House Democrats seek to stop government robocalls

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A pair of House Democrats are pushing legislation that would undo a law allowing the government to robocall people’s cellphones to collect debt. 

The legislation introduced Friday by Rep. Tammy Duckworth (D-Ill.) — who is running in a competitive race for a Senate seat — mirrors legislation that was introduced in the Senate last year after the provision was quietly slipped into a broader budget agreement. 

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Rep. Anna Eshoo (D-Calif.) is also sponsoring the bill. 

“The exemption allows private debt collectors to conduct robocalls and send texts to mobile phones for debt owed or guaranteed by the federal government,” Eshoo said, while Duckworth expressed disappointment that the robocall provision was added “behind closed doors.”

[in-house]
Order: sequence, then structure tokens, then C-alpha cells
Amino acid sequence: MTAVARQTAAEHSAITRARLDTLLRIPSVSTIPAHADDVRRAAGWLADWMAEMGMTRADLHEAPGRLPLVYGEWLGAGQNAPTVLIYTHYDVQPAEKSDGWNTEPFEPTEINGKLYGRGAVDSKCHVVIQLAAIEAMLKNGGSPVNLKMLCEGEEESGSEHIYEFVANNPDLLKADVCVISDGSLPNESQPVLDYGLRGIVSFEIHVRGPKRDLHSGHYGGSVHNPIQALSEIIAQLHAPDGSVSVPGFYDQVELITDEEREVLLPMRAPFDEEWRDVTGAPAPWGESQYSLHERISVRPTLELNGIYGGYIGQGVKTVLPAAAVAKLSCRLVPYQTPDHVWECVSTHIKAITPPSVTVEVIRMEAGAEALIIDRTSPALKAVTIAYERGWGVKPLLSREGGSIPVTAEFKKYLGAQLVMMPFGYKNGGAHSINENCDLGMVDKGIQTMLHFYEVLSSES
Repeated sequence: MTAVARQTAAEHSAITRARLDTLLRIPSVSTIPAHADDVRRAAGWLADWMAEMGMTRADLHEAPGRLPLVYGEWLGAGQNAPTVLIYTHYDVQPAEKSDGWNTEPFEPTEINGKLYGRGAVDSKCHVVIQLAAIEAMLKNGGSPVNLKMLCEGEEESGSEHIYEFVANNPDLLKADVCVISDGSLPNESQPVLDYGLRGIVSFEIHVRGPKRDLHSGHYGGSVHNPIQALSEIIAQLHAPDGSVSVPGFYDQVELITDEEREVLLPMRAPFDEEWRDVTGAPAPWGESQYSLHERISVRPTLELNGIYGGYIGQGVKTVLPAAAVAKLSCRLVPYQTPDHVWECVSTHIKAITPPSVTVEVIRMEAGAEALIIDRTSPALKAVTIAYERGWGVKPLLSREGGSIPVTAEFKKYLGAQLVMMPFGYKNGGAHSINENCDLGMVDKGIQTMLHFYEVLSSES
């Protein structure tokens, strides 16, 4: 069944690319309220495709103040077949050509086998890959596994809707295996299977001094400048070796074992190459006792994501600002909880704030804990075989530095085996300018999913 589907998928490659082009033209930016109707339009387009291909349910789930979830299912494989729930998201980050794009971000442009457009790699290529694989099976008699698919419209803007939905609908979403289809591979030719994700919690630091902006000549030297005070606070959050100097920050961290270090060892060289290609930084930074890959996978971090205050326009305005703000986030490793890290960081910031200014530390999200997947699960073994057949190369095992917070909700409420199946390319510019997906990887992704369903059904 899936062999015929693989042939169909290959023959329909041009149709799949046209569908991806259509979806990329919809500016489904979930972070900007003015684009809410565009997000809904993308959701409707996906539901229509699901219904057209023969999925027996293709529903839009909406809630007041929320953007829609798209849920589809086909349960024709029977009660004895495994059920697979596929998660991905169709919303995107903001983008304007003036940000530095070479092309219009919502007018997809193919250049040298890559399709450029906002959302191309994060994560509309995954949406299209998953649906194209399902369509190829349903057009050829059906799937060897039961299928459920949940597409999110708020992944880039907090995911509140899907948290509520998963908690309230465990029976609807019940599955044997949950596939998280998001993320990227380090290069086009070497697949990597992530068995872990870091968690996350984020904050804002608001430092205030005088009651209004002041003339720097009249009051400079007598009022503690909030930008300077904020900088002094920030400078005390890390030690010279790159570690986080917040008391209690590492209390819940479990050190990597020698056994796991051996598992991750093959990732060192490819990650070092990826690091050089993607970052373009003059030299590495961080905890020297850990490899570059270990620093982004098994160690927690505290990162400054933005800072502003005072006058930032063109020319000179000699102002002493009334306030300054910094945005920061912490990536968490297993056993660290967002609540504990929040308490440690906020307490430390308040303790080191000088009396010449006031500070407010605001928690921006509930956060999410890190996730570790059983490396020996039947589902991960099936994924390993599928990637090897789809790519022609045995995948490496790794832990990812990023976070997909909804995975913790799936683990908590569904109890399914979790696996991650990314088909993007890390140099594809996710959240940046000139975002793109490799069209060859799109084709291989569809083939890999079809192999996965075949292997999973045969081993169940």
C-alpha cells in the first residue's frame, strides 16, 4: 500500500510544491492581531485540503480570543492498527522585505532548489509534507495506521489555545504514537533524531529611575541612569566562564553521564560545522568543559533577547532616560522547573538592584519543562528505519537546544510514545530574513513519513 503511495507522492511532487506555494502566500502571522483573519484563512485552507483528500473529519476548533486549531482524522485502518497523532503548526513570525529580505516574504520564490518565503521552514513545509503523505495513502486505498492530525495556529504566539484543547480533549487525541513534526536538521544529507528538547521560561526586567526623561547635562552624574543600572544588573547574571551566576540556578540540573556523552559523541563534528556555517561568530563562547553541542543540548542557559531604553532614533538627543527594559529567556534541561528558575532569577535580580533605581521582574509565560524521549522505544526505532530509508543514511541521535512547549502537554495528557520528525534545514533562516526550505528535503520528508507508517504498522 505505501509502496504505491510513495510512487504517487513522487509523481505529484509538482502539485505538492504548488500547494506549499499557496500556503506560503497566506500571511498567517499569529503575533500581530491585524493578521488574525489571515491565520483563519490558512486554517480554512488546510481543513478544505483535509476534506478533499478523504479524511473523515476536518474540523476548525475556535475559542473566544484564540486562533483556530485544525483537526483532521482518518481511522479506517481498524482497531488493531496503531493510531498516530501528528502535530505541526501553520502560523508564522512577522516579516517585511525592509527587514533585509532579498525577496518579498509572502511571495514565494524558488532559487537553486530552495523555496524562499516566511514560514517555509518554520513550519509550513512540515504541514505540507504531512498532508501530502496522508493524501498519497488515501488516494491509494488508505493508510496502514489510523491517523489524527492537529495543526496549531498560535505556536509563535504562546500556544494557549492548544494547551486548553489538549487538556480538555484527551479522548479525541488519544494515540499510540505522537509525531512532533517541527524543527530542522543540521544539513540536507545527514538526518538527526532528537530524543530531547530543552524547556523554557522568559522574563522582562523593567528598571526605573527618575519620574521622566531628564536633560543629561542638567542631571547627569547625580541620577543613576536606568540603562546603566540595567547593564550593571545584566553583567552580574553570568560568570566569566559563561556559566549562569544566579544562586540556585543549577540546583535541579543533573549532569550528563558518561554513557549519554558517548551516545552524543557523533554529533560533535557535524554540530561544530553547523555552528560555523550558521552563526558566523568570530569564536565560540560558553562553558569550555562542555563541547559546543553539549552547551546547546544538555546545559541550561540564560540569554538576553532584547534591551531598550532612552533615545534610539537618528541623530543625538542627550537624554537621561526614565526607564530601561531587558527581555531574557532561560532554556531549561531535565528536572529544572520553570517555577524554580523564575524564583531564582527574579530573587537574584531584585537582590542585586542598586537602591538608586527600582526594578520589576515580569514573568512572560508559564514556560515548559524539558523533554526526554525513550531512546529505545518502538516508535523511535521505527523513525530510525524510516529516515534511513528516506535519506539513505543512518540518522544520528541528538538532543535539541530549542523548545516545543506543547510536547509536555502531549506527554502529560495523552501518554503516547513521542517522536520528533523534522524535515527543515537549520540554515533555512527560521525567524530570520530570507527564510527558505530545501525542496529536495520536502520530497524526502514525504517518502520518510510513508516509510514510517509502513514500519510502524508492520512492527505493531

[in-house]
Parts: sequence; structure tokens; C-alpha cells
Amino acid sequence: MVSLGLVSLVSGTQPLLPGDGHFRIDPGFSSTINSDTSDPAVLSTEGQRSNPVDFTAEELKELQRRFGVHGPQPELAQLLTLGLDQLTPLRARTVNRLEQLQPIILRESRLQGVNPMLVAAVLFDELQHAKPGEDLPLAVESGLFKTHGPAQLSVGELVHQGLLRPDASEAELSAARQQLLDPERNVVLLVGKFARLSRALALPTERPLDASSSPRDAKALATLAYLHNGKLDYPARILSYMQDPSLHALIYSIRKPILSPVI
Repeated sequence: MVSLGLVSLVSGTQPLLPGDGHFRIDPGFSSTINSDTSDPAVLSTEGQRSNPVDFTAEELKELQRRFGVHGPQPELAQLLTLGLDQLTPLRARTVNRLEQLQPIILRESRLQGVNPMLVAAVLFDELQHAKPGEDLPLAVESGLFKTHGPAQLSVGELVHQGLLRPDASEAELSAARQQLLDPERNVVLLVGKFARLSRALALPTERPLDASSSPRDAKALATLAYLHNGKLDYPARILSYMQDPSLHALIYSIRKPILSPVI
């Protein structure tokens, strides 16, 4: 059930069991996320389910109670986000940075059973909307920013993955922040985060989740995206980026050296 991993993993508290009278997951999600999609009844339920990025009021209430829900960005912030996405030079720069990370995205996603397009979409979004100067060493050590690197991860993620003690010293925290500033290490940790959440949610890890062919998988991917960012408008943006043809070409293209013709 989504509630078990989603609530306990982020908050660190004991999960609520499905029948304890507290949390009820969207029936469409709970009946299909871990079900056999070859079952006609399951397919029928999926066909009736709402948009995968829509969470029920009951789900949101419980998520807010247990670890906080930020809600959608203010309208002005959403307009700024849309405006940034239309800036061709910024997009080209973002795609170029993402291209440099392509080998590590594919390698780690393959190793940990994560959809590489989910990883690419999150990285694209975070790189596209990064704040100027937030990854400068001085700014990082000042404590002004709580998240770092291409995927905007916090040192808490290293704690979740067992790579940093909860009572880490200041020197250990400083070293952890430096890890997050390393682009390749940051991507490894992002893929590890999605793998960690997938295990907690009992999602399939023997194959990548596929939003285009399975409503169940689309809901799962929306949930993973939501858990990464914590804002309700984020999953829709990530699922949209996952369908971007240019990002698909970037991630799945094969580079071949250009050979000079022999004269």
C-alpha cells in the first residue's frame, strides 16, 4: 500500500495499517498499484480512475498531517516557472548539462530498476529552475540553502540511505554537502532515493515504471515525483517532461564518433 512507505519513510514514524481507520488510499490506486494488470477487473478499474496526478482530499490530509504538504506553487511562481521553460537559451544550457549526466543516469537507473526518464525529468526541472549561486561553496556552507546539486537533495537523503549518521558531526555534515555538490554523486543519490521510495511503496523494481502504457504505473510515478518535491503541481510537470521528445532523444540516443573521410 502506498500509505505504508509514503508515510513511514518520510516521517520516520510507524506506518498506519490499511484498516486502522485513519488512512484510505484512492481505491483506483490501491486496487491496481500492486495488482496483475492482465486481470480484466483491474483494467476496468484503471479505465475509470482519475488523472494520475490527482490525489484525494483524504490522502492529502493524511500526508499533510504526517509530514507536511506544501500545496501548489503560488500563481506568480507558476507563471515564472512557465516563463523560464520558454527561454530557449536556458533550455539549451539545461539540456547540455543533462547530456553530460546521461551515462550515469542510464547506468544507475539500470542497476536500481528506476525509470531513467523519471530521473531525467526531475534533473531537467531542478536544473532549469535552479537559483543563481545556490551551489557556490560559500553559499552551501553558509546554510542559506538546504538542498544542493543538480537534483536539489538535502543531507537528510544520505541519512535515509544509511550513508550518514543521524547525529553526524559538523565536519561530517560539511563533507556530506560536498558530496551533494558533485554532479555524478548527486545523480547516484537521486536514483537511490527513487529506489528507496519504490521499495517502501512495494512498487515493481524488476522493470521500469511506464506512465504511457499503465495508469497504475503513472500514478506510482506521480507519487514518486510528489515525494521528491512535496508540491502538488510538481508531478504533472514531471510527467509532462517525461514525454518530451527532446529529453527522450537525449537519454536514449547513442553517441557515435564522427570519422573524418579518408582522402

Unwanted automated and prerecorded calls and texts to cellphones are restricted with only a handful of exceptions, and the FCC recently voted to strengthen some provisions.

That is why some lawmakers were angered when last year’s budget deal exempted the government and those collecting debt on its behalf from some telephone consumer protection rules if the calls are made "solely to collect a debt owed to or guaranteed by the United States.” 

The provision appears aimed at recouping student loan debt. 

The law gave the FCC nine months to develop rules that would put restrictions on the duration and amount of calls that government collectors can make.

The Office of Management and Budget, which pushed the provision, had predicted it could bring in about $120 million over 10 years. However, a Congressional Budget Office analysis concluded the revenue would be negligible over the next 10 years. 

The bill’s introduction comes a few weeks ahead of Duckworth’s Democratic primary. If she wins, she will face off against Sen. Mark KirkMark KirkGOP lawmaker: 'Republicans were wrong’ to block Garland VA secretary comes under fire for comparing wait times to Disneyland Juan Williams: Electoral map looks grim for Trump MORE (R-Ill.) in the general election, which observers see as a prime pickup opportunity for Democrats.